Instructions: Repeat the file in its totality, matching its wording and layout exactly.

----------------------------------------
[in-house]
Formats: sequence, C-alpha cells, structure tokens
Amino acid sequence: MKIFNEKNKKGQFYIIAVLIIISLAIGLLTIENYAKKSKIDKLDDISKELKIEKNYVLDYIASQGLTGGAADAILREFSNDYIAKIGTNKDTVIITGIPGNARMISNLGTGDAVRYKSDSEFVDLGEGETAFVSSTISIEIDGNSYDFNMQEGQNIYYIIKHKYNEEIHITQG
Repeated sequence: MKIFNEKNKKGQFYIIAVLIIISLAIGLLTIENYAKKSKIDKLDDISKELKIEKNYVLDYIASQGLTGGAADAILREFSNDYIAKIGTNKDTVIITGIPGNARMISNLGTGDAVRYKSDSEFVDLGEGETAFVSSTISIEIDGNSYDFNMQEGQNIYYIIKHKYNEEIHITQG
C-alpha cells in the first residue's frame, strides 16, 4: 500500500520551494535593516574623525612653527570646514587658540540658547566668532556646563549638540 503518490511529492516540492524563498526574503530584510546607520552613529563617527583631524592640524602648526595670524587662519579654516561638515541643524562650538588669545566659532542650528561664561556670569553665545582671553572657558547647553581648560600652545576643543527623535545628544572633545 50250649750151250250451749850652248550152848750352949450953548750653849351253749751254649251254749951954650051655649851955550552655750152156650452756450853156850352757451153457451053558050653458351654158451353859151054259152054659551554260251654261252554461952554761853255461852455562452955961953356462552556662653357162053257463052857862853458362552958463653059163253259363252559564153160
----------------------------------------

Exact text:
[in-house]
Formats: sequence, C-alpha cells, structure tokens
Amino acid sequence: MKIFNEKNKKGQFYIIAVLIIISLAIGLLTIENYAKKSKIDKLDDISKELKIEKNYVLDYIASQGLTGGAADAILREFSNDYIAKIGTNKDTVIITGIPGNARMISNLGTGDAVRYKSDSEFVDLGEGETAFVSSTISIEIDGNSYDFNMQEGQNIYYIIKHKYNEEIHITQG
Repeated sequence: MKIFNEKNKKGQFYIIAVLIIISLAIGLLTIENYAKKSKIDKLDDISKELKIEKNYVLDYIASQGLTGGAADAILREFSNDYIAKIGTNKDTVIITGIPGNARMISNLGTGDAVRYKSDSEFVDLGEGETAFVSSTISIEIDGNSYDFNMQEGQNIYYIIKHKYNEEIHITQG
C-alpha cells in the first residue's frame, strides 16, 4: 500500500520551494535593516574623525612653527570646514587658540540658547566668532556646563549638540 503518490511529492516540492524563498526574503530584510546607520552613529563617527583631524592640524602648526595670524587662519579654516561638515541643524562650538588669545566659532542650528561664561556670569553665545582671553572657558547647553581648560600652545576643543527623535545628544572633545 50250649750151250250451749850652248550152848750352949450953548750653849351253749751254649251254749951954650051655649851955550552655750152156650452756450853156850352757451153457451053558050653458351654158451353859151054259152054659551554260251654261252554461952554761853255461852455562452955961953356462552556662653357162053257463052857862853458362552958463653059163253259363252559564153160